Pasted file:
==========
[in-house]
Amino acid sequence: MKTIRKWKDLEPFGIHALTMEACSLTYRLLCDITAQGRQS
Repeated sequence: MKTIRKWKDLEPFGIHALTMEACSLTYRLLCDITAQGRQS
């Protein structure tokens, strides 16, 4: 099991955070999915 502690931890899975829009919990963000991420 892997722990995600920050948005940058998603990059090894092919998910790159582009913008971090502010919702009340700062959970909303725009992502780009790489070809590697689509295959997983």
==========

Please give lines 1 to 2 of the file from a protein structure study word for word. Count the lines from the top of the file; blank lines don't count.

[in-house]
Amino acid sequence: MKTIRKWKDLEPFGIHALTMEACSLTYRLLCDITAQGRQS